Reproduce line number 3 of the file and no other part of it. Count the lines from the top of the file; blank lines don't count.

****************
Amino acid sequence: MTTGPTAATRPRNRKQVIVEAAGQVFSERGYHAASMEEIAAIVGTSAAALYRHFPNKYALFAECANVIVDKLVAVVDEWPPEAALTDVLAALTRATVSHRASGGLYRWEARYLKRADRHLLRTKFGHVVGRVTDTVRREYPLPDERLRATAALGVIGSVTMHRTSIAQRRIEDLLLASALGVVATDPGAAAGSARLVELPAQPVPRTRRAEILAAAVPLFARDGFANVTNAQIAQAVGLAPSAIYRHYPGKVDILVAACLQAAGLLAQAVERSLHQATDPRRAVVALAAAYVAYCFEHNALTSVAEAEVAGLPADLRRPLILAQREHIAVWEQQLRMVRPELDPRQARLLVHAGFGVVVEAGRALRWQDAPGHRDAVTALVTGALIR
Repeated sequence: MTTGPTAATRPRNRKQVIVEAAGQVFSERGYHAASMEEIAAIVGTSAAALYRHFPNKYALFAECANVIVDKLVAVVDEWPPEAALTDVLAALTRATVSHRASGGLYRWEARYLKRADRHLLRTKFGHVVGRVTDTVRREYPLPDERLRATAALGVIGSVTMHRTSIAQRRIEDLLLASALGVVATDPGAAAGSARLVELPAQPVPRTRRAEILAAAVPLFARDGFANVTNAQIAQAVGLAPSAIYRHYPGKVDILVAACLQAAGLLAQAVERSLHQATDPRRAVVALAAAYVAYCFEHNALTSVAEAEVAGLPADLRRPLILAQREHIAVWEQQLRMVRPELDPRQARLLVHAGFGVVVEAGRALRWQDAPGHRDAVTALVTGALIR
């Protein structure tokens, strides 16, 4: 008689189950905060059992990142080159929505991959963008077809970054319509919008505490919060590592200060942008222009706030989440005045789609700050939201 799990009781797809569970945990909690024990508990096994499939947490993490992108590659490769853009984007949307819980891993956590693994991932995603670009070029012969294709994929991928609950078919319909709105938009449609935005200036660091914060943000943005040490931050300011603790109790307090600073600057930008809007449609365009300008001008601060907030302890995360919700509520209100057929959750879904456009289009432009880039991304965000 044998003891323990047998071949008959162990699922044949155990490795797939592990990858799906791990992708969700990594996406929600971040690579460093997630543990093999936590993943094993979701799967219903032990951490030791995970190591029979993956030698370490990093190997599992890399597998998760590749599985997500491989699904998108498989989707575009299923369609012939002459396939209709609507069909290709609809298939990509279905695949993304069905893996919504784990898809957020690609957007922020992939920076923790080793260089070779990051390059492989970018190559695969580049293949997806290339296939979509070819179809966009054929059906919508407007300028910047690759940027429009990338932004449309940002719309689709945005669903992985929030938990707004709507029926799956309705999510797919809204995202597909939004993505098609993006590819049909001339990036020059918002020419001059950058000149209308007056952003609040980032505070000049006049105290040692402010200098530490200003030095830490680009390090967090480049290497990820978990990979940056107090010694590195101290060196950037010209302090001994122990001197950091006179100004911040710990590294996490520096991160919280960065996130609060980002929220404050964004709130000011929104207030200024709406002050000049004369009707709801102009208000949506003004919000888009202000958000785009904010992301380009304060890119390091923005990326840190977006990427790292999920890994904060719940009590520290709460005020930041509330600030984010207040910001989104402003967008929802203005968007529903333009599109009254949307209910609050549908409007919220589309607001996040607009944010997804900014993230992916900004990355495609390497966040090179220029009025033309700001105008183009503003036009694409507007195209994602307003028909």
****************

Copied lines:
């Protein structure tokens, strides 16, 4: 008689189950905060059992990142080159929505991959963008077809970054319509919008505490919060590592200060942008222009706030989440005045789609700050939201 799990009781797809569970945990909690024990508990096994499939947490993490992108590659490769853009984007949307819980891993956590693994991932995603670009070029012969294709994929991928609950078919319909709105938009449609935005200036660091914060943000943005040490931050300011603790109790307090600073600057930008809007449609365009300008001008601060907030302890995360919700509520209100057929959750879904456009289009432009880039991304965000 044998003891323990047998071949008959162990699922044949155990490795797939592990990858799906791990992708969700990594996406929600971040690579460093997630543990093999936590993943094993979701799967219903032990951490030791995970190591029979993956030698370490990093190997599992890399597998998760590749599985997500491989699904998108498989989707575009299923369609012939002459396939209709609507069909290709609809298939990509279905695949993304069905893996919504784990898809957020690609957007922020992939920076923790080793260089070779990051390059492989970018190559695969580049293949997806290339296939979509070819179809966009054929059906919508407007300028910047690759940027429009990338932004449309940002719309689709945005669903992985929030938990707004709507029926799956309705999510797919809204995202597909939004993505098609993006590819049909001339990036020059918002020419001059950058000149209308007056952003609040980032505070000049006049105290040692402010200098530490200003030095830490680009390090967090480049290497990820978990990979940056107090010694590195101290060196950037010209302090001994122990001197950091006179100004911040710990590294996490520096991160919280960065996130609060980002929220404050964004709130000011929104207030200024709406002050000049004369009707709801102009208000949506003004919000888009202000958000785009904010992301380009304060890119390091923005990326840190977006990427790292999920890994904060719940009590520290709460005020930041509330600030984010207040910001989104402003967008929802203005968007529903333009599109009254949307209910609050549908409007919220589309607001996040607009944010997804900014993230992916900004990355495609390497966040090179220029009025033309700001105008183009503003036009694409507007195209994602307003028909």